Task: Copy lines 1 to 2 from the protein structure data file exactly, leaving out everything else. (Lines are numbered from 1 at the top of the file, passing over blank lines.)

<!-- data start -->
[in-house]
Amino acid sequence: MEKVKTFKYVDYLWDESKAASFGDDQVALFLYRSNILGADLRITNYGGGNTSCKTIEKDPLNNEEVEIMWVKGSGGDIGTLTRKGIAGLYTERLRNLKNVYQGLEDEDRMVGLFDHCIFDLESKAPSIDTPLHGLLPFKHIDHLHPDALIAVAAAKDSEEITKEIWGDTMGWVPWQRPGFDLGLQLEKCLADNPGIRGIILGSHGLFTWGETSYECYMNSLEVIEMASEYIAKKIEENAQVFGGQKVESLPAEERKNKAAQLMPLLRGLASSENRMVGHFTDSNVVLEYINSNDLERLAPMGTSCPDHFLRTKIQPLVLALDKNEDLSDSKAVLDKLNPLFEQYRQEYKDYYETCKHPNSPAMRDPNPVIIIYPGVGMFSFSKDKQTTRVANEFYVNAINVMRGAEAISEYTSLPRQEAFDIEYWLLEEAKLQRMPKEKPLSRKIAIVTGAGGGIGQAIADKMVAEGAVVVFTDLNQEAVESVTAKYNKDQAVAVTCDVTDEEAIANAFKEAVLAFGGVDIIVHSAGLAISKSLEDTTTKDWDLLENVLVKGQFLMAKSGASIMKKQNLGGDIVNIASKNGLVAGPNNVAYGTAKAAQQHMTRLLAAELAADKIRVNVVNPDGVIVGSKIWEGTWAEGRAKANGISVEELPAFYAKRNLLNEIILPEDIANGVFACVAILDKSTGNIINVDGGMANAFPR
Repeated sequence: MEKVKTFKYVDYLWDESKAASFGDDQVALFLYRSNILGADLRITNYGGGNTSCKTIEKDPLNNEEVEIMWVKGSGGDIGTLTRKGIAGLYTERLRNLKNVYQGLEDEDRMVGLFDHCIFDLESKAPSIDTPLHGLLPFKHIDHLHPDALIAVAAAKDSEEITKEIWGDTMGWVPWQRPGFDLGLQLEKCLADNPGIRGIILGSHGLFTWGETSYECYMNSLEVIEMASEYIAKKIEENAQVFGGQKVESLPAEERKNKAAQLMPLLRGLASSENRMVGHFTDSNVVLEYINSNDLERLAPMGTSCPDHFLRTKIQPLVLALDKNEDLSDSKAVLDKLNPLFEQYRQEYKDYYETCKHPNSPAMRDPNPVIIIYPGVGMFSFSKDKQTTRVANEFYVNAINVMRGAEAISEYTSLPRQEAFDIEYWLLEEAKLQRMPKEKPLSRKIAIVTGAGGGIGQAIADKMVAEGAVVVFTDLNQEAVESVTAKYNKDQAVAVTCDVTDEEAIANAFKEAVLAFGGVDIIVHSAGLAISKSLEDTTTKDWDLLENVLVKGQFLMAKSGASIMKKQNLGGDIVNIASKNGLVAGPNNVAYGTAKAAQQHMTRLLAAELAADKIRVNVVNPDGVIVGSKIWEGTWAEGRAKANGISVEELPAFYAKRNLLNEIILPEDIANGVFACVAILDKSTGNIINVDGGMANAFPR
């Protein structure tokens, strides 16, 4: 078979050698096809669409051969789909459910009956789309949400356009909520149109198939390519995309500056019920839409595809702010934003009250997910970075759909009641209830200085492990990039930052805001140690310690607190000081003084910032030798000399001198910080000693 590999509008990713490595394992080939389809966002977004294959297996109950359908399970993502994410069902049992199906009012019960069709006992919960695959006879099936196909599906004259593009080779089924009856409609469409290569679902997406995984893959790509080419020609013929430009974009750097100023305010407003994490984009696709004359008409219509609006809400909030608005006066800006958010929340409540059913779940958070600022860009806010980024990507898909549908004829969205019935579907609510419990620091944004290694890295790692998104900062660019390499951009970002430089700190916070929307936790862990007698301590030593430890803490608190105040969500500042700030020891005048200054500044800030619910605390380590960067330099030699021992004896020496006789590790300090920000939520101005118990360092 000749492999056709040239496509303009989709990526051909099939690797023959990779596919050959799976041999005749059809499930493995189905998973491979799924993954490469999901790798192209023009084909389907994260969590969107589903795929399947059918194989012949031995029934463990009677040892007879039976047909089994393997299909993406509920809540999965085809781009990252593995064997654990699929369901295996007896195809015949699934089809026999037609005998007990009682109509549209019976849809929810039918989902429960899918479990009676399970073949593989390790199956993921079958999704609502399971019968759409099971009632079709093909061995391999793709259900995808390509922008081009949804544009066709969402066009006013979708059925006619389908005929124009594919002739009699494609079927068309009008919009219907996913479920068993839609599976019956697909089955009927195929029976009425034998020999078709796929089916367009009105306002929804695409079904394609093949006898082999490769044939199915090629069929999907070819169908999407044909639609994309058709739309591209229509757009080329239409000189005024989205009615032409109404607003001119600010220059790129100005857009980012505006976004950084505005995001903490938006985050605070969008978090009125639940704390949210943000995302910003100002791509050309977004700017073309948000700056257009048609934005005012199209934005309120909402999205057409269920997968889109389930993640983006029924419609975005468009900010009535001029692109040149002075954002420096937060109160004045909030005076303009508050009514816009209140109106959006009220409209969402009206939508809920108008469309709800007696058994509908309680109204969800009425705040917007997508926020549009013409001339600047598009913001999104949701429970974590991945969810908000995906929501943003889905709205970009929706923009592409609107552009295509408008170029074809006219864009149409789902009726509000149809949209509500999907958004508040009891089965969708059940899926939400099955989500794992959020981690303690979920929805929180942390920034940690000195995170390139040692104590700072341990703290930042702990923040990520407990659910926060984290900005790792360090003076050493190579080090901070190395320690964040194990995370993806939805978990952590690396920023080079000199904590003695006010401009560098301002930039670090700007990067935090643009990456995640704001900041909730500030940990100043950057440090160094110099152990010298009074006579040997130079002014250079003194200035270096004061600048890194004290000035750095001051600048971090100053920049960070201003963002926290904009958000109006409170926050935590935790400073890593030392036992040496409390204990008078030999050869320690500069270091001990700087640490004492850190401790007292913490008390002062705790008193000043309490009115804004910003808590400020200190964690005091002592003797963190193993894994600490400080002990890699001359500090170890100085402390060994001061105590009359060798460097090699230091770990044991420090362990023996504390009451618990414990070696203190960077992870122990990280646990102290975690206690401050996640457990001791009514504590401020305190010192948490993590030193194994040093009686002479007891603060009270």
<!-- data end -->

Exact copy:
[in-house]
Amino acid sequence: MEKVKTFKYVDYLWDESKAASFGDDQVALFLYRSNILGADLRITNYGGGNTSCKTIEKDPLNNEEVEIMWVKGSGGDIGTLTRKGIAGLYTERLRNLKNVYQGLEDEDRMVGLFDHCIFDLESKAPSIDTPLHGLLPFKHIDHLHPDALIAVAAAKDSEEITKEIWGDTMGWVPWQRPGFDLGLQLEKCLADNPGIRGIILGSHGLFTWGETSYECYMNSLEVIEMASEYIAKKIEENAQVFGGQKVESLPAEERKNKAAQLMPLLRGLASSENRMVGHFTDSNVVLEYINSNDLERLAPMGTSCPDHFLRTKIQPLVLALDKNEDLSDSKAVLDKLNPLFEQYRQEYKDYYETCKHPNSPAMRDPNPVIIIYPGVGMFSFSKDKQTTRVANEFYVNAINVMRGAEAISEYTSLPRQEAFDIEYWLLEEAKLQRMPKEKPLSRKIAIVTGAGGGIGQAIADKMVAEGAVVVFTDLNQEAVESVTAKYNKDQAVAVTCDVTDEEAIANAFKEAVLAFGGVDIIVHSAGLAISKSLEDTTTKDWDLLENVLVKGQFLMAKSGASIMKKQNLGGDIVNIASKNGLVAGPNNVAYGTAKAAQQHMTRLLAAELAADKIRVNVVNPDGVIVGSKIWEGTWAEGRAKANGISVEELPAFYAKRNLLNEIILPEDIANGVFACVAILDKSTGNIINVDGGMANAFPR